My wife and I are house shopping. We’re trying to find a new old house (an old house that is new to us) that still has its original character and charm, but has some of the basic upgrades (central air, for example) completed.
Occasionally we actually do run across an early 20th Century home (Prairie style or Arts and Crafts style or Victorian) that isn’t dilapidated and hasn’t lost its charm. But as we walk through these houses, all I can think to myself is how poorly some of the renovations were done and all the work I’d have ahead of me, tearing out and redoing bathrooms and floors and woodwork, if we were to buy it. What’s more, since they think they’ve “renovated” the hose, they feel justified in jacking the price up another $40,000 or more.
I don’t mind renovating a house. And as different as I feel carpentry and woodworking are, I believe I have skills for good carpentry work. What’s more, I have the intelligence to call in a pro when I DON’T have the proper skills for a job. But I absolutely refuse to pay top dollar for shoddy work – and to find a $180,000 house on the market for $245,000 because of some crappy cover-ups the current owner is trying to pass off as renovations is all too common anymore.
The funny thing is, we actually watch most of those shows on DIY and HGTV, too. But we watch them to help give us ideas on what to look for in crappy DIY renovations! Not like we really need to, mind you… it’s easy enough to spot a sloppy tile job or unprofessionally-hung cabinets. It’s a good thing there isn’t some process by which we can view a house and then write out our thoughts and comments for the homeowners. At that point, my gentleness is usually gone and I’m much more likely to make critical, acidic statements than offer “constructive criticism”.
Later this week, we’ll go visit two more houses – one that is on the market and just a bit out of our “high” price range and one that we drove by last night and already have some skepticism about. The first one is worth checking out simply because they have built a 6-car garage space in the back alleyway, and I could easily turn that into some good workshop space with very little effort. They initially put it on the market way over-priced, so it has slowly been going down and at some point we suspect it will be back at its true value, which is in our price range. The second one is worth checking out because the price is much more in our range and it still has possibilities for renovations and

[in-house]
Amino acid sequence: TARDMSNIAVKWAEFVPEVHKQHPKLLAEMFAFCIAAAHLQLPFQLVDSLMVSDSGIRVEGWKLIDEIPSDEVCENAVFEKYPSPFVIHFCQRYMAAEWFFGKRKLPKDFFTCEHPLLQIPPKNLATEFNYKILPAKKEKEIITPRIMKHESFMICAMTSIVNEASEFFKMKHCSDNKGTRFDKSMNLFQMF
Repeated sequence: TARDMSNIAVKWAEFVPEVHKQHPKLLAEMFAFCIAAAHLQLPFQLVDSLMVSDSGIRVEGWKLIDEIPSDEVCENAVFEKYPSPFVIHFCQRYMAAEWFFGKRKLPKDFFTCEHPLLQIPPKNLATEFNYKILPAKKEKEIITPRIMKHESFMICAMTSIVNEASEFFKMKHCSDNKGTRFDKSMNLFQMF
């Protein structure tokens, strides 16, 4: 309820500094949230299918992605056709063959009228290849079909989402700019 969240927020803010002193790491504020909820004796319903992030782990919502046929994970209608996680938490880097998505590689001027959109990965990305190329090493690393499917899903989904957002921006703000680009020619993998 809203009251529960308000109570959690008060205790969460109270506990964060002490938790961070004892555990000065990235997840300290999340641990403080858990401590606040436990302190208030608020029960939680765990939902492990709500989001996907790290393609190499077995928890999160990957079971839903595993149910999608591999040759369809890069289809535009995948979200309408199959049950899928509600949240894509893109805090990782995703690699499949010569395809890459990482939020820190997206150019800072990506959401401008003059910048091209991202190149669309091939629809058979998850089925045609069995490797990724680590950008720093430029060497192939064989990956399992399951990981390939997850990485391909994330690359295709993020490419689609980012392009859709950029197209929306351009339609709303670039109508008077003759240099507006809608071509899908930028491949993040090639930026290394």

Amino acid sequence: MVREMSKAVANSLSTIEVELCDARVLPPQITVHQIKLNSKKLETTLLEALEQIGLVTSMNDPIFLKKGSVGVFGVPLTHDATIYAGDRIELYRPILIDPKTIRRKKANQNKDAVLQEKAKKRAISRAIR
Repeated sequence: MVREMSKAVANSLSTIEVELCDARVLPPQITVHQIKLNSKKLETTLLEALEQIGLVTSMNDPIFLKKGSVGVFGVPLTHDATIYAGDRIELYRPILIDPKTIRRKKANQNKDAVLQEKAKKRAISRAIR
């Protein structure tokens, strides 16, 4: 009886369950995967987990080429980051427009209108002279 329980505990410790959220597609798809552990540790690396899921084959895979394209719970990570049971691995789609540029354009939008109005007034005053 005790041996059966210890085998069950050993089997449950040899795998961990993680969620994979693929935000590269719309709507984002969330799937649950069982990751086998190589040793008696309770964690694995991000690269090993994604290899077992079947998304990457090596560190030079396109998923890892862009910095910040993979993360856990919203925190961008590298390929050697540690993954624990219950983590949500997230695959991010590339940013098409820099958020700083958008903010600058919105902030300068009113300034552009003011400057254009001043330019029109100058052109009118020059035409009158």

But honestly, we’ve started to lose our giddy anticipation at looking through a new perspective house. Maybe that’s a good thing, though; it gives us the chance to be pleasantly surprised and it also makes sure our judgment isn’t clouded by silly things like “Updated Granite Kitchen Counters!” (which turned out to be granite tile on an island with the rest of the kitchen counters being a poorly-matched laminate). We don’t want granite counters, anyway – possibly because every home improvement show and “check out this house!” show tries to put them in.
(Do you think HGTV gets paid a bit of money under the table from granite countertop companies? It wouldn’t surprise me in the least bit…)
While I enjoy the ability to go to such places and buy new lighting or hardware or even solid wood cabinets from big box places, more often than not I’ve found myself cursing their existence.
-- Ethan, http://thekiltedwoodworker.com